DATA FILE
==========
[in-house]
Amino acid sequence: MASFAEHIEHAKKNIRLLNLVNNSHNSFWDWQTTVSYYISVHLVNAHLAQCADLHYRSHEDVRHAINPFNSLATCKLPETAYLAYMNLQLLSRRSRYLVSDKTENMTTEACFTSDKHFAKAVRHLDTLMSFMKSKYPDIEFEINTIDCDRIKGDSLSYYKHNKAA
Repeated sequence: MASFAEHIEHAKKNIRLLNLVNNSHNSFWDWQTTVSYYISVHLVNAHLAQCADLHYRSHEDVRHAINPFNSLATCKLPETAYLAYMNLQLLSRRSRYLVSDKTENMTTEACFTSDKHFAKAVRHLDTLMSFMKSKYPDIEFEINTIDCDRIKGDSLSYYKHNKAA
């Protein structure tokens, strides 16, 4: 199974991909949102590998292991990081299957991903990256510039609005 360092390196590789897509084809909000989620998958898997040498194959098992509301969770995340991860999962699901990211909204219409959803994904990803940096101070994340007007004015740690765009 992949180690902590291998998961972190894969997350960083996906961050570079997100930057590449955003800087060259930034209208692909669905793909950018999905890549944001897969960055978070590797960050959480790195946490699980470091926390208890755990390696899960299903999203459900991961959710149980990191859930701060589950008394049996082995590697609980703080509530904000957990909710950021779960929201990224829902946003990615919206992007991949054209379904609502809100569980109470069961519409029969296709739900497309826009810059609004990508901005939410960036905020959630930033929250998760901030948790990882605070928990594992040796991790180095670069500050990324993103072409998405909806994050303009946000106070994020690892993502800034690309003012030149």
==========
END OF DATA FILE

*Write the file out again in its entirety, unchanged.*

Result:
[in-house]
Amino acid sequence: MASFAEHIEHAKKNIRLLNLVNNSHNSFWDWQTTVSYYISVHLVNAHLAQCADLHYRSHEDVRHAINPFNSLATCKLPETAYLAYMNLQLLSRRSRYLVSDKTENMTTEACFTSDKHFAKAVRHLDTLMSFMKSKYPDIEFEINTIDCDRIKGDSLSYYKHNKAA
Repeated sequence: MASFAEHIEHAKKNIRLLNLVNNSHNSFWDWQTTVSYYISVHLVNAHLAQCADLHYRSHEDVRHAINPFNSLATCKLPETAYLAYMNLQLLSRRSRYLVSDKTENMTTEACFTSDKHFAKAVRHLDTLMSFMKSKYPDIEFEINTIDCDRIKGDSLSYYKHNKAA
């Protein structure tokens, strides 16, 4: 199974991909949102590998292991990081299957991903990256510039609005 360092390196590789897509084809909000989620998958898997040498194959098992509301969770995340991860999962699901990211909204219409959803994904990803940096101070994340007007004015740690765009 992949180690902590291998998961972190894969997350960083996906961050570079997100930057590449955003800087060259930034209208692909669905793909950018999905890549944001897969960055978070590797960050959480790195946490699980470091926390208890755990390696899960299903999203459900991961959710149980990191859930701060589950008394049996082995590697609980703080509530904000957990909710950021779960929201990224829902946003990615919206992007991949054209379904609502809100569980109470069961519409029969296709739900497309826009810059609004990508901005939410960036905020959630930033929250998760901030948790990882605070928990594992040796991790180095670069500050990324993103072409998405909806994050303009946000106070994020690892993502800034690309003012030149």